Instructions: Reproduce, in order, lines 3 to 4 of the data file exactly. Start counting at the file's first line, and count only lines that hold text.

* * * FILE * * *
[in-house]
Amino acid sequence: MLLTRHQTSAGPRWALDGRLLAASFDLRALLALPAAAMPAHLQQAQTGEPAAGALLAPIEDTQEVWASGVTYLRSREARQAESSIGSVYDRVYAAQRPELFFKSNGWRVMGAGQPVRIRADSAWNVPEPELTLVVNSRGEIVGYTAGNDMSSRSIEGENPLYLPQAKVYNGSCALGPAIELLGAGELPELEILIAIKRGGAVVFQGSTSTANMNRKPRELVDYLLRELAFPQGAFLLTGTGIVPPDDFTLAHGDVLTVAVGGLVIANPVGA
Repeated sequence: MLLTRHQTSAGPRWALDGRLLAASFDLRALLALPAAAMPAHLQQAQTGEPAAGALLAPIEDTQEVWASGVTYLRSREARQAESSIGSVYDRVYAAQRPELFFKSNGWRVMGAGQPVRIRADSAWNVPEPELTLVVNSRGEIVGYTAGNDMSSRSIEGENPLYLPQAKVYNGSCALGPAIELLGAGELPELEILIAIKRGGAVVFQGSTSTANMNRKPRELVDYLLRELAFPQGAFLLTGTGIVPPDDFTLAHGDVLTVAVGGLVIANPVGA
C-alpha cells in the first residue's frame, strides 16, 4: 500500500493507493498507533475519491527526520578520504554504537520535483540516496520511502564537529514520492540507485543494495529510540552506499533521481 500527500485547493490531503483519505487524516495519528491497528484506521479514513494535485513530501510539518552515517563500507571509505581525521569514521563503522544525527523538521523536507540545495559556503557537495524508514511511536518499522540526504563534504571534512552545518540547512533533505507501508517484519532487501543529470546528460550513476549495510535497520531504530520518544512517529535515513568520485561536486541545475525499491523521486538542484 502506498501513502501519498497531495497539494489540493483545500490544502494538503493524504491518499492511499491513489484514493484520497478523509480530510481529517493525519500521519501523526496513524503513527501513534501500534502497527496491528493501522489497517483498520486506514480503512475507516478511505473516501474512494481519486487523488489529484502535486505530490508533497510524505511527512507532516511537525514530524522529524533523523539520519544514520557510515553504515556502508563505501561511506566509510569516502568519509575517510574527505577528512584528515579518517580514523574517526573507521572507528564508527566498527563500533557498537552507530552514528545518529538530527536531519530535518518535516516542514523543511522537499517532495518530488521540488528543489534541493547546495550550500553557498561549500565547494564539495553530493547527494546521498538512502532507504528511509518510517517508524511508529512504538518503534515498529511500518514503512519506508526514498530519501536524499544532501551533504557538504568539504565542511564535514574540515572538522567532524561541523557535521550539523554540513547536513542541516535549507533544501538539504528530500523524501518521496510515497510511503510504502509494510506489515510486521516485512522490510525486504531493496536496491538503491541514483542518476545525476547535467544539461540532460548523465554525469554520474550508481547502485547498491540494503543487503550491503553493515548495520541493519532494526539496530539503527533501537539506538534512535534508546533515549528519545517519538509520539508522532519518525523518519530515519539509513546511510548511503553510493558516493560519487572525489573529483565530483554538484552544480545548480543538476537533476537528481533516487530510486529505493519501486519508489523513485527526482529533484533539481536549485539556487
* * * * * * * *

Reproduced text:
Repeated sequence: MLLTRHQTSAGPRWALDGRLLAASFDLRALLALPAAAMPAHLQQAQTGEPAAGALLAPIEDTQEVWASGVTYLRSREARQAESSIGSVYDRVYAAQRPELFFKSNGWRVMGAGQPVRIRADSAWNVPEPELTLVVNSRGEIVGYTAGNDMSSRSIEGENPLYLPQAKVYNGSCALGPAIELLGAGELPELEILIAIKRGGAVVFQGSTSTANMNRKPRELVDYLLRELAFPQGAFLLTGTGIVPPDDFTLAHGDVLTVAVGGLVIANPVGA
C-alpha cells in the first residue's frame, strides 16, 4: 500500500493507493498507533475519491527526520578520504554504537520535483540516496520511502564537529514520492540507485543494495529510540552506499533521481 500527500485547493490531503483519505487524516495519528491497528484506521479514513494535485513530501510539518552515517563500507571509505581525521569514521563503522544525527523538521523536507540545495559556503557537495524508514511511536518499522540526504563534504571534512552545518540547512533533505507501508517484519532487501543529470546528460550513476549495510535497520531504530520518544512517529535515513568520485561536486541545475525499491523521486538542484 502506498501513502501519498497531495497539494489540493483545500490544502494538503493524504491518499492511499491513489484514493484520497478523509480530510481529517493525519500521519501523526496513524503513527501513534501500534502497527496491528493501522489497517483498520486506514480503512475507516478511505473516501474512494481519486487523488489529484502535486505530490508533497510524505511527512507532516511537525514530524522529524533523523539520519544514520557510515553504515556502508563505501561511506566509510569516502568519509575517510574527505577528512584528515579518517580514523574517526573507521572507528564508527566498527563500533557498537552507530552514528545518529538530527536531519530535518518535516516542514523543511522537499517532495518530488521540488528543489534541493547546495550550500553557498561549500565547494564539495553530493547527494546521498538512502532507504528511509518510517517508524511508529512504538518503534515498529511500518514503512519506508526514498530519501536524499544532501551533504557538504568539504565542511564535514574540515572538522567532524561541523557535521550539523554540513547536513542541516535549507533544501538539504528530500523524501518521496510515497510511503510504502509494510506489515510486521516485512522490510525486504531493496536496491538503491541514483542518476545525476547535467544539461540532460548523465554525469554520474550508481547502485547498491540494503543487503550491503553493515548495520541493519532494526539496530539503527533501537539506538534512535534508546533515549528519545517519538509520539508522532519518525523518519530515519539509513546511510548511503553510493558516493560519487572525489573529483565530483554538484552544480545548480543538476537533476537528481533516487530510486529505493519501486519508489523513485527526482529533484533539481536549485539556487